In May 2020, I visited 155 households in my church. And dropped off thousands of homemade cookies.
I had (some) help and (many) cups of flour to get the job done. And while I enjoy baking, even I hit my limit after the last of the 3,000 cookies came out of the church ovens. (Yes, there were some casualties — distracted, multi-tasking pastor and industrial convection ovens don’t always mix.)
This project was on a whim, a grasp at some sort of connection with beloved community with whom I suddenly couldn’t share a table, a hymn or even a talk in this unforeseeably long season of the COVID-19 pandemic. I had to Do Something.
The logical side of my mind was screaming that (1) this is a big project in the midst of a chaotic world and (2) because of the lack of volunteer availability caused by the unknown health risks, doing this alone is really dumb. My fellow church staff and a few lay leaders offered to help, but I was not even sure how to include them, as being in the same room and offering home-baked foods were discouraged by health officials at the time.
As such, my emotions and desire to “put eyeballs on” God’s church won, so off to the industrial-sized church kitchen I went. And keeping my Food Handlers permit current helped, too.
Delivering cookies was the best thing I did for my church.
Now, nearly two years, later, I have some takeaways for all of us:
First, even though this was an “inefficient” project, full of solo hours on the road and in the kitchen, this was the absolute best use of time long-term. I now have a glimpse into where each congregant lives, where they spend much of their time and the feel and ethos of their neighborhoods.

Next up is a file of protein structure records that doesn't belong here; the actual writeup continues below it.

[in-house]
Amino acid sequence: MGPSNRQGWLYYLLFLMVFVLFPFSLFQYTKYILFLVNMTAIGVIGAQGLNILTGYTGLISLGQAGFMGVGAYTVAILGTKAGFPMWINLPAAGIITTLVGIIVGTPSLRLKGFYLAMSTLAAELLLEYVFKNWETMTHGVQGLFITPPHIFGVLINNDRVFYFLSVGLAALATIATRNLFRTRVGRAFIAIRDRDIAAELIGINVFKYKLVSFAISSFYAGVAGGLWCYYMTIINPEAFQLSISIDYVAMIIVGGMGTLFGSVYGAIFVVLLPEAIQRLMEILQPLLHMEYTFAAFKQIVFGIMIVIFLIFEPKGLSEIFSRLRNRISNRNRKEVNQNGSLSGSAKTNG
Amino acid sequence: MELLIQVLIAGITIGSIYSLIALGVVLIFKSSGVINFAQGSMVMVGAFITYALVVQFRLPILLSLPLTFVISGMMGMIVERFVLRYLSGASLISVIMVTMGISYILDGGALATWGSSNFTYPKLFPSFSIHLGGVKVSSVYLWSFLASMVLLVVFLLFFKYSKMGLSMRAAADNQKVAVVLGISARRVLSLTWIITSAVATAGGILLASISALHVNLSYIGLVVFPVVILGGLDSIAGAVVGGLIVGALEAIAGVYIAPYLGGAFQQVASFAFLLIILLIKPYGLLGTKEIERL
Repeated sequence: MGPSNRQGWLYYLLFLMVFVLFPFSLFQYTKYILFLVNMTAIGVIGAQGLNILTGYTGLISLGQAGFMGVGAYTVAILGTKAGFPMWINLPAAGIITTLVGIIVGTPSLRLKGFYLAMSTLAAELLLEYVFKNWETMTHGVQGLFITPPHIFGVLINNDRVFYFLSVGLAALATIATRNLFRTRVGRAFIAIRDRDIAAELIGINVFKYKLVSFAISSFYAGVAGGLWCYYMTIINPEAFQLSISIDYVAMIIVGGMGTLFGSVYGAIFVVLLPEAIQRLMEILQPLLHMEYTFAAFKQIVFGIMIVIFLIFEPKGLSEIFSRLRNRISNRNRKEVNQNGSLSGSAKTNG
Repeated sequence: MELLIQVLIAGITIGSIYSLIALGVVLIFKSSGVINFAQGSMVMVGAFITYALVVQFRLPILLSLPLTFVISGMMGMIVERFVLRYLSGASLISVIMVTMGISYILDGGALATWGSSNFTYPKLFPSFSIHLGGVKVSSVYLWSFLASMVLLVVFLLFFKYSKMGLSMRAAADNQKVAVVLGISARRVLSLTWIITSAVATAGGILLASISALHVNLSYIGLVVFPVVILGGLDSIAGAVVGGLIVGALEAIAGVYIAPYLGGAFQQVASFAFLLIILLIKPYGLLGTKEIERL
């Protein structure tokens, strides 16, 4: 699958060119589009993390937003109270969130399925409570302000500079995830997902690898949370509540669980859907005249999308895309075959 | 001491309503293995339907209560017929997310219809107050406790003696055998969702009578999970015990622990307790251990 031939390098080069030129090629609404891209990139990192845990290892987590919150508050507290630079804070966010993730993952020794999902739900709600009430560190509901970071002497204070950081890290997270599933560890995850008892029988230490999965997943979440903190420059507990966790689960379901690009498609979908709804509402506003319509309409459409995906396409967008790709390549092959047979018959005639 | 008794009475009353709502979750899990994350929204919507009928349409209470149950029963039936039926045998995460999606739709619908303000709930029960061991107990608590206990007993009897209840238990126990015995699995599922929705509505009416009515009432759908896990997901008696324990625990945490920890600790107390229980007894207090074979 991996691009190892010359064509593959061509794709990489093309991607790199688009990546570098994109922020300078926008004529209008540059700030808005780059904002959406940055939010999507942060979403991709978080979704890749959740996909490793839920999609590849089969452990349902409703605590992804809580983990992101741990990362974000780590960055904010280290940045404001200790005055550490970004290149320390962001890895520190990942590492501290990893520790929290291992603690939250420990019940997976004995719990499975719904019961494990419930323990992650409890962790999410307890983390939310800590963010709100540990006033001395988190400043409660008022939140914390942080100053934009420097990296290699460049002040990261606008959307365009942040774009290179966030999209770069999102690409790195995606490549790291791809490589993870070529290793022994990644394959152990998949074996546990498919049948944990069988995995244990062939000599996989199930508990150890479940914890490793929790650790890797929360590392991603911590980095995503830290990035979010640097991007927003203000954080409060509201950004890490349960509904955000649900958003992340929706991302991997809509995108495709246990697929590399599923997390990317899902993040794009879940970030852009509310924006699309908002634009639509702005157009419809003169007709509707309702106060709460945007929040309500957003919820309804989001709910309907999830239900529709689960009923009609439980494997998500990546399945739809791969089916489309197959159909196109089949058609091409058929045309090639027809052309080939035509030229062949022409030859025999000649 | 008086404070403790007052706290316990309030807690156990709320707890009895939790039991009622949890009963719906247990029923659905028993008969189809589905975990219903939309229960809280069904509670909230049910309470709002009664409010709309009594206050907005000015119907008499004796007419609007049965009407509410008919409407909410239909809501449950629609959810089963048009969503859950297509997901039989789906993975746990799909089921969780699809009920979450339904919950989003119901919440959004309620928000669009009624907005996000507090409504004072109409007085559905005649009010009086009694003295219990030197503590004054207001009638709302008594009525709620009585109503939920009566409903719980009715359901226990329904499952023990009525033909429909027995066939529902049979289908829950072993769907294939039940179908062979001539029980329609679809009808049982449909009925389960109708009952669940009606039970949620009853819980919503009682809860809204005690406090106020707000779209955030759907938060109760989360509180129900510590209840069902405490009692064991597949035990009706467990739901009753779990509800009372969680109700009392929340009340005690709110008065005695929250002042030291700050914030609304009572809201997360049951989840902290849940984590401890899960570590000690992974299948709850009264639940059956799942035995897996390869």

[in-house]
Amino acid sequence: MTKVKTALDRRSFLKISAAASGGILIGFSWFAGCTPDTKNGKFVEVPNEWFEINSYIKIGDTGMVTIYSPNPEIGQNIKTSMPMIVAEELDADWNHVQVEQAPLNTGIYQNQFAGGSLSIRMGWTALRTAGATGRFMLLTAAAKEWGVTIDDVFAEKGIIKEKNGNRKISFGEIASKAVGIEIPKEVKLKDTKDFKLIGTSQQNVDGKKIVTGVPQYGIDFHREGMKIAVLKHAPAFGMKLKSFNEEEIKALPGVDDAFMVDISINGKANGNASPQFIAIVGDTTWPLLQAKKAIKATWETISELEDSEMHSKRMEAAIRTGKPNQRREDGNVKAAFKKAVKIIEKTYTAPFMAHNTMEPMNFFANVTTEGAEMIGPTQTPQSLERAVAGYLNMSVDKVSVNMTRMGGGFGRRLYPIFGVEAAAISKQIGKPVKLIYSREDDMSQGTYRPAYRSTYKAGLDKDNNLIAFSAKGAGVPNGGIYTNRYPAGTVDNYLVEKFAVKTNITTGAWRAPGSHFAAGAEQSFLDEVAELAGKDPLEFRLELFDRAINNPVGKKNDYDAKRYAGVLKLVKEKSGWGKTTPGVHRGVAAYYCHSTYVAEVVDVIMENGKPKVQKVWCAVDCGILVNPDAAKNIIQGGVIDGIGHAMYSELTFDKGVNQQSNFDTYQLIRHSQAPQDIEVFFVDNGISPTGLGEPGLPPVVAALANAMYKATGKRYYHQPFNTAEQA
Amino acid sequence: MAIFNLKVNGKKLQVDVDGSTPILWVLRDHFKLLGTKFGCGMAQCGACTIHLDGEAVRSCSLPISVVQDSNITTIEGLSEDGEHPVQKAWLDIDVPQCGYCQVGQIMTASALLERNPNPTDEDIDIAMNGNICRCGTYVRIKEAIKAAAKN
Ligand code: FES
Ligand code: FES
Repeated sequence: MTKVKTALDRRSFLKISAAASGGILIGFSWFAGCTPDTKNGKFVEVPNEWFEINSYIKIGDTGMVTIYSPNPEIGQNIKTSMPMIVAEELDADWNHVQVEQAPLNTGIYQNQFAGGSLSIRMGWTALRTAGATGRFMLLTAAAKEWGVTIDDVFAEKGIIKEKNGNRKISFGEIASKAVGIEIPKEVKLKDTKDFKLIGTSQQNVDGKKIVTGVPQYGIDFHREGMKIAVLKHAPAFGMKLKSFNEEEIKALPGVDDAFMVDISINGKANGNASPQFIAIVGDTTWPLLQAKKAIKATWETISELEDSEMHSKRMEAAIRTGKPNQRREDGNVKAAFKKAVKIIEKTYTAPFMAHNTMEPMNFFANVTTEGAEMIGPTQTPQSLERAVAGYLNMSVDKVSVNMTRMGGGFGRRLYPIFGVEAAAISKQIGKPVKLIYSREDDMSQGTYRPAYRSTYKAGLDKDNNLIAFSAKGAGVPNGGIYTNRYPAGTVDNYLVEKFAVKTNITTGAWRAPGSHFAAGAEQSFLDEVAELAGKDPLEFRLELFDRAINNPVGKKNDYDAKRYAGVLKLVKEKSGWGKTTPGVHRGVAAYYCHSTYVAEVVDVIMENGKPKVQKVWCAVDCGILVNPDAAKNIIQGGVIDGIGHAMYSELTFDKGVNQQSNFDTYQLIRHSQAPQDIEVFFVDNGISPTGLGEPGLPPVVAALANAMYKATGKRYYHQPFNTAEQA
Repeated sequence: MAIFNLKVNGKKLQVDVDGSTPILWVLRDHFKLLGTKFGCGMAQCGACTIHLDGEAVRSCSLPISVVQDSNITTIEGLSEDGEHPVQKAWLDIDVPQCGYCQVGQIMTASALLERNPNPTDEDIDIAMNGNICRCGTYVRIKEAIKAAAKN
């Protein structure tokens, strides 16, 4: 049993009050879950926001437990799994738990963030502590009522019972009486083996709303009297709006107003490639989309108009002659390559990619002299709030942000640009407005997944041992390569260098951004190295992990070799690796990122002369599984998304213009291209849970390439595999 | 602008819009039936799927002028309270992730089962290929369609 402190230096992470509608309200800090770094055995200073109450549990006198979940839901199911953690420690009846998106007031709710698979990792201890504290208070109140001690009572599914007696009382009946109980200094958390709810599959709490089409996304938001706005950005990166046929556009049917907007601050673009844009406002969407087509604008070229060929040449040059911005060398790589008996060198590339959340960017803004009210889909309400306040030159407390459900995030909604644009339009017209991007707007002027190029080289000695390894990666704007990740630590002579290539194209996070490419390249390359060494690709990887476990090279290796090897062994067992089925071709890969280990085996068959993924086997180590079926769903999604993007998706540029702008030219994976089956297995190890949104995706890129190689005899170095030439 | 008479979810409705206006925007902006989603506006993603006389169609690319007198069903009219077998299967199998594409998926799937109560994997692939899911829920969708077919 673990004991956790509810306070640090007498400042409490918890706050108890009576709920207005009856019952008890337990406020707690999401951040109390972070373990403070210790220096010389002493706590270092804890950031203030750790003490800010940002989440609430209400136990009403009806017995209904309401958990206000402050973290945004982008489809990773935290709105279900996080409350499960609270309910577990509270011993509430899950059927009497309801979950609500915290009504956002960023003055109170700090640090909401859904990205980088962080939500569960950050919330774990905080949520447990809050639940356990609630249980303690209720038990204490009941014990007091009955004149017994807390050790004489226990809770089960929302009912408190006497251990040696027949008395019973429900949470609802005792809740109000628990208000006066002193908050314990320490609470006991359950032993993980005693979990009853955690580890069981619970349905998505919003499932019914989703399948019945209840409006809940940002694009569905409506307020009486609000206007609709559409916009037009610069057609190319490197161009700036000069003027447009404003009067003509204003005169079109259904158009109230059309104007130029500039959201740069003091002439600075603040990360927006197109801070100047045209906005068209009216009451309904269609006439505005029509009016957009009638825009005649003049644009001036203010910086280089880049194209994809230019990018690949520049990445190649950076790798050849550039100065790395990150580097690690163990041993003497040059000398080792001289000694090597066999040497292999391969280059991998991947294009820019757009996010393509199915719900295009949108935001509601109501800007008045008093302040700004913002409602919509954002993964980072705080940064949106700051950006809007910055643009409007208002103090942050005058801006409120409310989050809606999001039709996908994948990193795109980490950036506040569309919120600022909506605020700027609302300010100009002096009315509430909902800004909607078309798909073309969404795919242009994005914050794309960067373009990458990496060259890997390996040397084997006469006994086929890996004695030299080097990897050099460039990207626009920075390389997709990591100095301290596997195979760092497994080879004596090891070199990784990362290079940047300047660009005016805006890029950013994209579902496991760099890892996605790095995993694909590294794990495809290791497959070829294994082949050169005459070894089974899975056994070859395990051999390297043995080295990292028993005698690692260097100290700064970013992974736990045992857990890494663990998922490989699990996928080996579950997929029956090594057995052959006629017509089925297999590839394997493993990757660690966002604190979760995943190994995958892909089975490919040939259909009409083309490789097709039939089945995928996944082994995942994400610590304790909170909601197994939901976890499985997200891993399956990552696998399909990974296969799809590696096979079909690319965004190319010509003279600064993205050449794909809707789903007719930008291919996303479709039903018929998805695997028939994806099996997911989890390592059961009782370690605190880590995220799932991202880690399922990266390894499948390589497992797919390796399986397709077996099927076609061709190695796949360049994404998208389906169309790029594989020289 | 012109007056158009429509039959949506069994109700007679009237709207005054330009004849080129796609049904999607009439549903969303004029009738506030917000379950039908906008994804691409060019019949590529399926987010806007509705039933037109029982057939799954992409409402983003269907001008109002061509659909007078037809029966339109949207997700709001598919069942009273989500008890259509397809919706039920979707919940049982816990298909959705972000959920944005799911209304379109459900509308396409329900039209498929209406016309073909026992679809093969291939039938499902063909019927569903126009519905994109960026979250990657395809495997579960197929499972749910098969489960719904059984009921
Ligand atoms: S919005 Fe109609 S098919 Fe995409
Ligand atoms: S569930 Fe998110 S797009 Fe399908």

I draw from those moments of waving across the driveway with a quick chat, and this small act changed my relationship with our churchgoers. In small ways, they feel seen a bit more by their pastors and heard because we spontaneously went to them, instead of the planned convenience of passing them in the halls on a Sunday morning or scheduling a coffee or lunch meeting.
Second, it restored my faith and my call. When every door on this planet was slamming shut and everything felt closed and called off, my call was not cancelled. Through the driving and the baking, I had hours with God to reflect, cry, pray and even get lost.
“When every door on this planet was slamming shut and everything felt closed and called off, my call was not cancelled.”
Lots of wrong turns, in spite of a noisy GPS spouting directions, meant I needed to transfer my tightly grasped fists of control and offer it to God, the one who created us all and promises presence with our perseverance. Next to my masks and hand sanitizer was a pack of tissues, for all of the moments I could feel while driving all over the Kansas City metro.
On the bustling freeways and quiet country roads, I discovered God’s great bounty of life; even an alpaca or two came out to say hello from their fenced-in pasture. And for this city person, the springtime meadows and concrete jungles cultivated a deep, growing well of care for my community, my home.
No amount of Bible studies, sermons or planning meetings could compare to the depth of gratitude that came from this month-long project. And in the loud and quiet, the sweet and somber, Christ answered.
A literal knock on a door was a knock on my heart to keep going, keep answering Christ’s call. For in these small moments, big love can happen.
Laurel Cluthe serves as pastor of families at Holmeswood Baptist Church in Kansas City, Mo.
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